She told reporters on a conference call that some people lost driver’s licenses or other forms of identification during the storm, creating a hurdle for them to vote, and cited the experience of one would-be voter whose home was destroyed.

“She is suffering from exhaustion and hunger ... She is dealing with the trauma of losing her home and is devastated. She feels like her life has been torn apart. In her words, there is no way that she was able to go to her polling location,” Clarke said.

Justine Arreche, 32, went to Rosebank on Tuesday morning to vote for Bernie Sanders. Still shaken but mostly unaffected by the tornado, she worried that the storms would harm Sanders’s performance in Tennessee.

Arreche said she was home alone when the storms hit. “There’s nothing like crying in your half-bath, begging the dog to come in with you,” she said.

A tornado warning was issued for Nashville at 12:35 a.m. But by that point, the tornado had probably already touched down just northwest of the airport on the west side of the city. One minute after the warning was issued, Doppler radar confirmed a destructive tornado, with debris lofted into the air, just east of the airport, directly over the state prison near the Cumberland River.


Tornadoes are especially dangerous at night. A 2018 study found that nearly half of all tornadoes in Tennessee occurred at night, and more than 60 percent of these tornadoes resulted in deaths. This storm was the deadliest the U.S. since 23 people were killed in Lee County, Ala., on March 3, 2019 — exactly one year ago.

Tuesday morning’s destruction stretched for 50 miles across four counties. At least 48 buildings collapsed in Nashville, according to Fire Chief William Swann. Officials said gas leaks were “a major concern” in the tornado’s wake. About 250 electrical poles were downed or damaged, according to Nashville Electric Service.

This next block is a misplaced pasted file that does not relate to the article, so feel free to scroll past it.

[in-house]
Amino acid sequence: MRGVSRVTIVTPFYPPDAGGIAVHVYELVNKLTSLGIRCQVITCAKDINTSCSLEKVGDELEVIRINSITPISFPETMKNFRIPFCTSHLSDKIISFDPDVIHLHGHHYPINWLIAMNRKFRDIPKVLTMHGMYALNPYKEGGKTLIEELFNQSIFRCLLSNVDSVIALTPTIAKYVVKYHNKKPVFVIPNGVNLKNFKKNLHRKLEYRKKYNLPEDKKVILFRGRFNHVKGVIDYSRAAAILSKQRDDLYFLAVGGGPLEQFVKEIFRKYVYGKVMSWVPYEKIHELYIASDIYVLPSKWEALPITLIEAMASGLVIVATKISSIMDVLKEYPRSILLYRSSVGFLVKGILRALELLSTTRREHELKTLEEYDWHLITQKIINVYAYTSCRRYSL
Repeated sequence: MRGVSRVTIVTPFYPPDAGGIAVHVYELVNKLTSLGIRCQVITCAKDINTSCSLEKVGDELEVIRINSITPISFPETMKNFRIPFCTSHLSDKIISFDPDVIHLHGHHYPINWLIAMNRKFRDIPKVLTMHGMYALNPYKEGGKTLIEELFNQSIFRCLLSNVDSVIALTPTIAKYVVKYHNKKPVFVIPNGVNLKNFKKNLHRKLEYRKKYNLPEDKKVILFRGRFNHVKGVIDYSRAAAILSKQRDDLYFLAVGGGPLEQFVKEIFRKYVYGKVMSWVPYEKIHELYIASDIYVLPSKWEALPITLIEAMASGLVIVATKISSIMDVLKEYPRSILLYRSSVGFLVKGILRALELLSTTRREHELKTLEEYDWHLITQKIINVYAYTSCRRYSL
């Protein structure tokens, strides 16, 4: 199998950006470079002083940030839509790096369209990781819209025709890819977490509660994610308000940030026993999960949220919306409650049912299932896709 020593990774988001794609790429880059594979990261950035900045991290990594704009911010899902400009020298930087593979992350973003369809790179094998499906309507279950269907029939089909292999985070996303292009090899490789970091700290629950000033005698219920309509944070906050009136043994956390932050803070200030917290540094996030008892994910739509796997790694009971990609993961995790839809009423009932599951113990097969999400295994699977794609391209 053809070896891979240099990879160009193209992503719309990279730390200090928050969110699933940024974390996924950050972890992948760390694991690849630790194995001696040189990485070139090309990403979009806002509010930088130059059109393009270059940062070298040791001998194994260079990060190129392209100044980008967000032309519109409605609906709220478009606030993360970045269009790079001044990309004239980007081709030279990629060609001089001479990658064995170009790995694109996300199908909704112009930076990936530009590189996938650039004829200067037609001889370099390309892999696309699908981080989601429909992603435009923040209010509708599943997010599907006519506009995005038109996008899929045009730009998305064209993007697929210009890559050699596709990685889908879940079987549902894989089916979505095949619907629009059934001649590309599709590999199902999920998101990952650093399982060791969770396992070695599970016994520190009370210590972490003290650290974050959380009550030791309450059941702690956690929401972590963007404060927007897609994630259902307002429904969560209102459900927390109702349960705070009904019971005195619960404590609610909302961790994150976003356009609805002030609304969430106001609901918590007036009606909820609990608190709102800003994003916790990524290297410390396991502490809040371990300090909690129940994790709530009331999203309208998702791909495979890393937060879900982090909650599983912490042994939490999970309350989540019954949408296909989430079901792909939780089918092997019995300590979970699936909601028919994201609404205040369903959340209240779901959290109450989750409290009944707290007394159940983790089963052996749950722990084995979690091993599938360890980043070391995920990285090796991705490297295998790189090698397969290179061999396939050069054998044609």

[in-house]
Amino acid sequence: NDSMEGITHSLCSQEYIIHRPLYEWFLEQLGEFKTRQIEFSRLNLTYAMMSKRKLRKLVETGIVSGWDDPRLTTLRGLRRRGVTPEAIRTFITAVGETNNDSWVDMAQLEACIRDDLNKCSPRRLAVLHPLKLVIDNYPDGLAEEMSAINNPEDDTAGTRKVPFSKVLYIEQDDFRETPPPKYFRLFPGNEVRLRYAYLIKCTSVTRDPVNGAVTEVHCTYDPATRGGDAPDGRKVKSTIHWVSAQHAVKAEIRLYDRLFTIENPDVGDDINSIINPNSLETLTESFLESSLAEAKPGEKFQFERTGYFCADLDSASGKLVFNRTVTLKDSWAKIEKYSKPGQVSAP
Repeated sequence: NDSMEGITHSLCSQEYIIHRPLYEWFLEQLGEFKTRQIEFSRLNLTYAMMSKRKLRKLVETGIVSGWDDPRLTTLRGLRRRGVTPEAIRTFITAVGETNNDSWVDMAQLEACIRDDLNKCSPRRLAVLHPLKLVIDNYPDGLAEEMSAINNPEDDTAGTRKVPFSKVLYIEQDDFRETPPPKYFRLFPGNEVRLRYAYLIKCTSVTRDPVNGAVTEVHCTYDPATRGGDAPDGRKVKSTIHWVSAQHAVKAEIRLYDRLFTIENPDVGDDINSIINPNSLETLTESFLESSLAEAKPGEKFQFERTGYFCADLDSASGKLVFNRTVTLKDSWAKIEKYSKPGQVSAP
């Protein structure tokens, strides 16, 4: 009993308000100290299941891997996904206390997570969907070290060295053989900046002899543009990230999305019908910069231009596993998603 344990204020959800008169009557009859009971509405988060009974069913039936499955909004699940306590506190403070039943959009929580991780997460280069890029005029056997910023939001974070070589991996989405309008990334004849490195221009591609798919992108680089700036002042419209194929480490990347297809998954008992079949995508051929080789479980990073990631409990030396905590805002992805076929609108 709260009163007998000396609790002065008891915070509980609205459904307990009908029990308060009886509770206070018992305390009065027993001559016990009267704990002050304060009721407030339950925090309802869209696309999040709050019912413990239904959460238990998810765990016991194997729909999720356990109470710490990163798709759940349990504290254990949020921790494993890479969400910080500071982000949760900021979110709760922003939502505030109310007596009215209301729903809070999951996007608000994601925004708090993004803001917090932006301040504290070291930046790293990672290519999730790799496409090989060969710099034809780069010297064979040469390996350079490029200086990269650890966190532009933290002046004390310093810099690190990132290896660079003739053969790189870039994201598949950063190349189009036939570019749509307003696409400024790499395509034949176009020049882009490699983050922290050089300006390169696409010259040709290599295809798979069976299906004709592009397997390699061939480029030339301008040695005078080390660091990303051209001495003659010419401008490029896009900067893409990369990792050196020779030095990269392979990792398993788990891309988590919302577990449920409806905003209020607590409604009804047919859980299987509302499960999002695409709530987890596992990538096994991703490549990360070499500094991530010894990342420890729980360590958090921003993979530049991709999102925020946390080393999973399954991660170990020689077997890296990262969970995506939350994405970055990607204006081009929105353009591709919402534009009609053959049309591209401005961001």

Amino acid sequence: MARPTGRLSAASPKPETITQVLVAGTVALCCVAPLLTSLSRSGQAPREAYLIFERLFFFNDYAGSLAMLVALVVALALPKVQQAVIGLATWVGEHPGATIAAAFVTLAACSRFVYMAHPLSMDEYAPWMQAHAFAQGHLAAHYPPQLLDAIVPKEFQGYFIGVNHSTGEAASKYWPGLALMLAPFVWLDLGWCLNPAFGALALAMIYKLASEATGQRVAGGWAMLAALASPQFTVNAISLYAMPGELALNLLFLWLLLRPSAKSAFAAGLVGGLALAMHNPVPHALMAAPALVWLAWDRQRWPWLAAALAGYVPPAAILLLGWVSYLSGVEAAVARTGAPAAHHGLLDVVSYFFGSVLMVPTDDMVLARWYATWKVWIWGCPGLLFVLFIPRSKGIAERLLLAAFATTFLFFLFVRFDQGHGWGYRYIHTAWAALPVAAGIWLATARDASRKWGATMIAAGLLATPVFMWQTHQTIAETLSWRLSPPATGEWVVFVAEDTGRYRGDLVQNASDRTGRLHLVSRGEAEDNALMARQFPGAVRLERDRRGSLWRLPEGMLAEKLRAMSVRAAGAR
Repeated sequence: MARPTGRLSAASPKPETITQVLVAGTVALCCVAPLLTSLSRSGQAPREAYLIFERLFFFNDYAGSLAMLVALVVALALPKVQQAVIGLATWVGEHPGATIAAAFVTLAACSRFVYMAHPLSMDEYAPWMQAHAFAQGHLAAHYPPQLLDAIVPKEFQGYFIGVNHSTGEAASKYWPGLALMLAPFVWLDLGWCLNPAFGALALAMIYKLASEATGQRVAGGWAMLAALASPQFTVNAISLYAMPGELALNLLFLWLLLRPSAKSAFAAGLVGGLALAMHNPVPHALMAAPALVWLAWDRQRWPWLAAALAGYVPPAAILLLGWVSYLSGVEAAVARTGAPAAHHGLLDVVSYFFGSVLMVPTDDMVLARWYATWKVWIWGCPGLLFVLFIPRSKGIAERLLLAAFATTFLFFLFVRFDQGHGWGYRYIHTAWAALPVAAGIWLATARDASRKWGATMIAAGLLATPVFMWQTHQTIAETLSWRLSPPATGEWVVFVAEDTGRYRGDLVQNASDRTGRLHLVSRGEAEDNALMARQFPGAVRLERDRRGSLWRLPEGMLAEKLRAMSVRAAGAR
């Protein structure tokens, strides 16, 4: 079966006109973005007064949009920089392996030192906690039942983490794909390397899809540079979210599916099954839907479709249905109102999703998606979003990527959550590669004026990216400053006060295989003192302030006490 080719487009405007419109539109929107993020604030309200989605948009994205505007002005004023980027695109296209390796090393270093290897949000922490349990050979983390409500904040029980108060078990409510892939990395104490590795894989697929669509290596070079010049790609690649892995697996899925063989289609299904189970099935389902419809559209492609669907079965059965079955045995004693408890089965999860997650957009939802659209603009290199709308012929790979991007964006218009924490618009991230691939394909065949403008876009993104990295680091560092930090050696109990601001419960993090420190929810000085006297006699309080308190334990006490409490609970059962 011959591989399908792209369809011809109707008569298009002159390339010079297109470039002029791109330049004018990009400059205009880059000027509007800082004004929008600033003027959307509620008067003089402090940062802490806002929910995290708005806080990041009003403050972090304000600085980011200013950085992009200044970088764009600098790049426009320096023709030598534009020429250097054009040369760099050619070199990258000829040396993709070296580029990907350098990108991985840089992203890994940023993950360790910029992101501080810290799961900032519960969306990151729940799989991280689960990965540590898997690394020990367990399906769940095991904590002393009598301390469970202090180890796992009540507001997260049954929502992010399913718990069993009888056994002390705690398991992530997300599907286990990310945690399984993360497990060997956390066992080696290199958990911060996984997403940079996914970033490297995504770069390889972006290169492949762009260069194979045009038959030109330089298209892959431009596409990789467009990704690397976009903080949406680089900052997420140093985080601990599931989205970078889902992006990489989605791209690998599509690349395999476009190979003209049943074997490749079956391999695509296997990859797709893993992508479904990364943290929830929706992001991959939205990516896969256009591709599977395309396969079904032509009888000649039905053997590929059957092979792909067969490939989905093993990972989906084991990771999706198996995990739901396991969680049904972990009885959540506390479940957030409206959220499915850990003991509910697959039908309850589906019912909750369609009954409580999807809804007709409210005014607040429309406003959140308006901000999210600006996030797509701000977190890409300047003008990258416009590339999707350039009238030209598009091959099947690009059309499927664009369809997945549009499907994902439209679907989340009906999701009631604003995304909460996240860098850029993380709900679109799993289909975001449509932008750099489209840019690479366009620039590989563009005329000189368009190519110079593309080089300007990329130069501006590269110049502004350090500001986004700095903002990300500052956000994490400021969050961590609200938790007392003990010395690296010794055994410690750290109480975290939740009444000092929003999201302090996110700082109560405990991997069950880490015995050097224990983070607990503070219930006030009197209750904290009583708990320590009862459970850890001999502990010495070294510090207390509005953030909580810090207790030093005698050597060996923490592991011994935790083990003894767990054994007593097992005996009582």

Basement East, an iconic music venue in Nashville, was nearly flattened. One surviving wall had a red, white and blue “I believe in Nashville” mural painted on it.

For Arreche, the sight of beloved neighborhoods and establishments destroyed has been traumatic. The mood in East Nashville is mournful. The Gold Club Electric, where Arreche got her most recent tattoo, was leveled.

“Five Points is dust,” Arreche said, referring to the neighborhood’s commercial and cultural heart. “I think everybody in East Nashville is feeling that. … It’s very sad to see people who work hard at their craft lose everything.”

About 20 miles east of Nashville, police in Mount Juliet, in Wilson County, said there were “multiple homes damaged and multiple injuries.”

At least one looter was arrested in Putnam County.

In North Nashville, people surveyed the damage with flashlights before sunrise. Robert Stockton and Ricky Howard flagged down passing vehicles with a flashlight to ask for a ride. The men had been sheltering in Stockton’s new Nissan Armada as the tornado passed nearby. Howard said houses, trees and power lines fell all around them as the wind violently shook the SUV.

“I could feel my car shaking,” Stockton said, “and then the electric thing just fell and busted my windows and fell on my car. … And every house around there collapsed.”

In Germantown, cars that were parked on the side of the street the night before had been blown to the middle of the road. The minor league baseball club’s iconic guitar-shaped scoreboard was damaged in high winds.

James Duncan, 27, and his girlfriend took shelter in their bathroom during the tornado.

“You could hear the wind howling and get louder and louder. It started sounding like a train,” the 27-year-old told The Post. Duncan peeked out from the window of his girlfriend's Germantown apartment and saw “just a wall of black.”

When they stepped out into the night, it “looked like a war zone,” he said. Glass was everywhere. Smaller buildings looked as if they went through a paper shredder. The roof of the apartment complex across the block was shorn away.

“It looked like Godzilla took a chomp across the top,” he said.

They smelled gas and heard water rushing from broken pipes. They were being evacuated from their building.

He walked with his girlfriend and her cat Luna walked for a mile through debris, dodging power lines, until they reached an area clear enough for friends to pick them up.

“It was chaos,” Duncan said. “It felt like we were in a bad dream.”

Bellware, Kornfield, Bella and Cappucci reported from Washington. Jason Samenow, Andrew Freedman, Elise Viebeck and Derek Hawkins in Washington contributed to this report.